In effect, the measures that may be ordered by the arbitral tribunal under Article 22 are up to the tribunal’s discretion, limited in part by the confines of the procedural or other applicable law of the arbitration. Whether parties will actually comply with such tribunal-ordered measures is an entirely different issue, as parties only undertake to comply with any tribunal order and no sanctions or potential remedies are prescribed under the rules for a breach of such an order.
With respect to the publication of awards, the ICC has confirmed that all awards made as from 1 January 2019 may be subject to publication in full at the ICC Secretariat’s discretion, unless a party objects to publication or only agrees to publication subject to the removal of identifying information. Such an approach reflects the ICC’s ongoing efforts to introduce greater transparency in arbitrations administered by the court. Therefore, should parties to an ICC proceeding wish to keep their award confidential, they must be mindful to proactively oppose publication of their award.
London Court of International Arbitration
In contrast to the ICC, the London Court of International Arbitration (LCIA) offers some of the strongest confidentiality protections of all the various institutions, expressly providing for a broad scope of confidentiality duties under the most recent version of the LCIA Arbitration Rules, which were adopted in 2020.
Under Article 30, the arbitral tribunal and the parties are bound to keep confidential all materials created for purposes of an arbitration, and any documents produced during an arbitration that is not in the public domain, as well as any award. The 2020 version of the rules extends that obligation to all persons involved in the arbitration, including the parties’ authorised representatives, fact and expert witnesses, and service providers, by imposing a positive duty on parties to obtain confidentiality undertakings from them – presumably when their involvement in the arbitration has been fixed.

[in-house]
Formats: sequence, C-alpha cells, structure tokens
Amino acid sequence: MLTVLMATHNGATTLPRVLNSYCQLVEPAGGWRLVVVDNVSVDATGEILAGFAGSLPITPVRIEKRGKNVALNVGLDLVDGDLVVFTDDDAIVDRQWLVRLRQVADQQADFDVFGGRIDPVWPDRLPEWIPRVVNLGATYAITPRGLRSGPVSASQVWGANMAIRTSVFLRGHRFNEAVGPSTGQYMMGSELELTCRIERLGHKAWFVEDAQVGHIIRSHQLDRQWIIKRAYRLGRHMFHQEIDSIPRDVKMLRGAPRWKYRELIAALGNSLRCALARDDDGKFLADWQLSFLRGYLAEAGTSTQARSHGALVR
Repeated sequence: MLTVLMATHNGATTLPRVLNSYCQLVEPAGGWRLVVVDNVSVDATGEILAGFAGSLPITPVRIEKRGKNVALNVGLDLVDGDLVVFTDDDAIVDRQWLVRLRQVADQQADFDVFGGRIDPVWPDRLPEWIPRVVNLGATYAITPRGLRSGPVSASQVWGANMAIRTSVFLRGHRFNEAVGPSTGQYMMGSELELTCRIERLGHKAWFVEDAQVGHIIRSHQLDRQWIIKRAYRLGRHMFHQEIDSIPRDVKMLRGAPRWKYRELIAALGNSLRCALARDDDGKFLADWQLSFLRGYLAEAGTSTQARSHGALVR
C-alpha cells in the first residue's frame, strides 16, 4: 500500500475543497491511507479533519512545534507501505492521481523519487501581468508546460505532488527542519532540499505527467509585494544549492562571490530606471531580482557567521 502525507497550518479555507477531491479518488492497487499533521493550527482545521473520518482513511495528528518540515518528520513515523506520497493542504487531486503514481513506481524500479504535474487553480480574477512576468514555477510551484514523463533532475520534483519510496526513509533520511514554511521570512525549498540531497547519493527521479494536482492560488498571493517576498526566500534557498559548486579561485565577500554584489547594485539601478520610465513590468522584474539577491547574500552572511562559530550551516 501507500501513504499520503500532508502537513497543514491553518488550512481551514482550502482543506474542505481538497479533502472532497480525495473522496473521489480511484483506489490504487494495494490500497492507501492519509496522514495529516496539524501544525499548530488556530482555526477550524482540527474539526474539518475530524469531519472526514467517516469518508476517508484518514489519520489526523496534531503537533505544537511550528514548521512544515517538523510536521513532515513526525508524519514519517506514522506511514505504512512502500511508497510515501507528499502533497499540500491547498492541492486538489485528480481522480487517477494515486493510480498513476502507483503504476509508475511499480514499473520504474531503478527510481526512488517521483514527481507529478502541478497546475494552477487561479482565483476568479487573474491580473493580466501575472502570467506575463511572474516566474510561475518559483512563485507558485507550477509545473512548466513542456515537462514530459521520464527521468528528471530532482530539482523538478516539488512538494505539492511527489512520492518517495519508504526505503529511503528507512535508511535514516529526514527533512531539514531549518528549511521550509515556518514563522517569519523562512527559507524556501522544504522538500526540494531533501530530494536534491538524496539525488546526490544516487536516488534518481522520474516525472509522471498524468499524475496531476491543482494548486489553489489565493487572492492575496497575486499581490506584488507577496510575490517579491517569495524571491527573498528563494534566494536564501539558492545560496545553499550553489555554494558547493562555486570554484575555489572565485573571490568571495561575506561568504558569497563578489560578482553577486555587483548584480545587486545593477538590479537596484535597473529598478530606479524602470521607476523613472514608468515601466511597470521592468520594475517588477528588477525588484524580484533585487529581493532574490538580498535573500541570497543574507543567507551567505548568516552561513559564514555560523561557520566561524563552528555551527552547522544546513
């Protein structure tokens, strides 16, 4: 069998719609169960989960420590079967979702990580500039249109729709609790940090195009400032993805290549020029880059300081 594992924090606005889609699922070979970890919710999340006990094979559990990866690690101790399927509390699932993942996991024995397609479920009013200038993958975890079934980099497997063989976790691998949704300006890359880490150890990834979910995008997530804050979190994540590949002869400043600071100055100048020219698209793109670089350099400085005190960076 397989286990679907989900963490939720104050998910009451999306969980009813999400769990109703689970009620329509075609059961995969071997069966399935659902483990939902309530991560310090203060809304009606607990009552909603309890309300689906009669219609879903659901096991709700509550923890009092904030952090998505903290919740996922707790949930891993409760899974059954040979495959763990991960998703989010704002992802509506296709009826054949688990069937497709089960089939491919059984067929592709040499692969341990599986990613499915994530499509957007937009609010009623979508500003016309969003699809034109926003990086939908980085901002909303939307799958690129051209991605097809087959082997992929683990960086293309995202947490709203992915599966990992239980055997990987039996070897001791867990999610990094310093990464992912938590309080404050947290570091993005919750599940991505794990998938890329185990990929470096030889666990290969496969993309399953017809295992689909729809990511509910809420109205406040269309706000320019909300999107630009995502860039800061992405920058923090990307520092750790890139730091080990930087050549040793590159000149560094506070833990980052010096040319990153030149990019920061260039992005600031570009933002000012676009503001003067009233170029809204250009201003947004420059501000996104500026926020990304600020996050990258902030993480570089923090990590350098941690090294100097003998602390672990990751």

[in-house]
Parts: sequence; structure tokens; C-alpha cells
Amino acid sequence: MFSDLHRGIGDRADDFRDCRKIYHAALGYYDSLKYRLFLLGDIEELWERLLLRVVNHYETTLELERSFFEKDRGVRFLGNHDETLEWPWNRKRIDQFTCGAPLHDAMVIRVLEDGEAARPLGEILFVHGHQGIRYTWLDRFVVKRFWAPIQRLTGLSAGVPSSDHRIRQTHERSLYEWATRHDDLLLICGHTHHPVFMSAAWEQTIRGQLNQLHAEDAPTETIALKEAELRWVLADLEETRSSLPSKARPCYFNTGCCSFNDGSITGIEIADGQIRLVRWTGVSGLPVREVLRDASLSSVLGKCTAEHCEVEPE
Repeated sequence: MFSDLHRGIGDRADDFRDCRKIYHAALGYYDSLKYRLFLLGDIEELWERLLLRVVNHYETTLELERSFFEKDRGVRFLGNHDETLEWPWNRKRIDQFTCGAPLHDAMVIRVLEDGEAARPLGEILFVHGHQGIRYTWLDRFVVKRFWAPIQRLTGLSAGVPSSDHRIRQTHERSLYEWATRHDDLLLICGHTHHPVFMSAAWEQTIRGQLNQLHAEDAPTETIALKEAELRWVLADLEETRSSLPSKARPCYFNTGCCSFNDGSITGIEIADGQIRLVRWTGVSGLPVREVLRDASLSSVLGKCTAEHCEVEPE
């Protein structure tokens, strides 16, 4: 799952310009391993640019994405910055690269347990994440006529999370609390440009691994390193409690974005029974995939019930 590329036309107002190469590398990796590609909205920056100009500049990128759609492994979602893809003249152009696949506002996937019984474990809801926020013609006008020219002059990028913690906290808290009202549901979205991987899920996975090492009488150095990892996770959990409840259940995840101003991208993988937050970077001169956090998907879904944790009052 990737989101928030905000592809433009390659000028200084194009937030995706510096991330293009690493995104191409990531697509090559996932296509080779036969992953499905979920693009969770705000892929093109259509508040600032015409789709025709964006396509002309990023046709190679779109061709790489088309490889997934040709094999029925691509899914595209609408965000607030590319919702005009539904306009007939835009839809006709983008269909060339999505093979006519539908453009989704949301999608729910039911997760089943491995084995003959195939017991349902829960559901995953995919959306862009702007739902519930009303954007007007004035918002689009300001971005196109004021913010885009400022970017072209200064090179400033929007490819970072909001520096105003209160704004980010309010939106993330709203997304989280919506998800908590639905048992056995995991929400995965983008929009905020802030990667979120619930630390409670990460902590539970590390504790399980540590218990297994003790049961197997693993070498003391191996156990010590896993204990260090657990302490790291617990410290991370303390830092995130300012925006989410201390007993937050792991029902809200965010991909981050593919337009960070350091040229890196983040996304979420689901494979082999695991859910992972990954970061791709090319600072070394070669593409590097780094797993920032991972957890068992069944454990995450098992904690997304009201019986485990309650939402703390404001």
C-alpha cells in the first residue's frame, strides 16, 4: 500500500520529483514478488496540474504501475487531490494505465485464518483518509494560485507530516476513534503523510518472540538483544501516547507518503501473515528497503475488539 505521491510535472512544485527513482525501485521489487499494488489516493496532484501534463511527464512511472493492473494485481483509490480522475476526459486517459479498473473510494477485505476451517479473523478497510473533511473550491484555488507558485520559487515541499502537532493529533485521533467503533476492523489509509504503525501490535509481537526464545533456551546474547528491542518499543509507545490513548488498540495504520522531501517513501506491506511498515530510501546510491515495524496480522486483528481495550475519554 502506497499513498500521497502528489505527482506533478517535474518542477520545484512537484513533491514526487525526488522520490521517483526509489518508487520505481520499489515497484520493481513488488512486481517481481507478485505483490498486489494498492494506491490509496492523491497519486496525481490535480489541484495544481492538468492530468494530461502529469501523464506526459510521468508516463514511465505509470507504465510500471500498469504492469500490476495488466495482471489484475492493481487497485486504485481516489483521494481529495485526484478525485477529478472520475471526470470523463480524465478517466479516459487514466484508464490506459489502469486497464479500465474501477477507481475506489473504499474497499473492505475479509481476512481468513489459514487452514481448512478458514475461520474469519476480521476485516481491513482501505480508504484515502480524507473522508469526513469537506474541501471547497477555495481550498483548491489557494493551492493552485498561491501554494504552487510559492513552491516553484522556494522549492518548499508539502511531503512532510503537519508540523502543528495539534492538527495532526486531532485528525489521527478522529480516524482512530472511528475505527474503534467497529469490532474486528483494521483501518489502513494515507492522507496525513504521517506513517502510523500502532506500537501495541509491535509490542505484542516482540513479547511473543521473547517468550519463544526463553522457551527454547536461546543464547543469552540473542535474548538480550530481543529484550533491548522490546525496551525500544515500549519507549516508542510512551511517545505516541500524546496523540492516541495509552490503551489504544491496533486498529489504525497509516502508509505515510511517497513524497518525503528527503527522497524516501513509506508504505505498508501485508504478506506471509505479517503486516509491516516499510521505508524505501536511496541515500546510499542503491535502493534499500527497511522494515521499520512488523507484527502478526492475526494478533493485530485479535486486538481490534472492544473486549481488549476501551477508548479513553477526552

The high level of confidentiality imposed on the persons involved in a LCIA arbitration is mirrored by the LCIA’s own confidentiality undertakings. The LCIA has confirmed that it will not provide any information to any third party about a pending or completed LCIA arbitration. The LCIA will also not publish arbitral awards in any form, partial or even redacted, without the consent of the tribunal and the parties.
The LCIA Rules also recognise exceptions to confidentiality. For instance, parties may be excused from their confidentiality obligations where disclosure is required by ‘legal duty, to protect or pursue a legal right, or to enforce or challenge an award in legal proceedings’. Given the broad nature of these exceptions, particularly the broad exception ‘to protect or pursue a legal right,’ we will need to await further case law to see whether the LCIA Rules provide any protection greater than the English common law duty of confidentiality.
American Arbitration Association – International Center for Dispute Resolution
The American Arbitration Association – International Center for Dispute Resolution (ICDR) strikes a balance between the American tradition of favouring disclosure in adversarial proceedings and an acknowledgement that there may be a need to protect the confidentiality of certain information in international arbitration.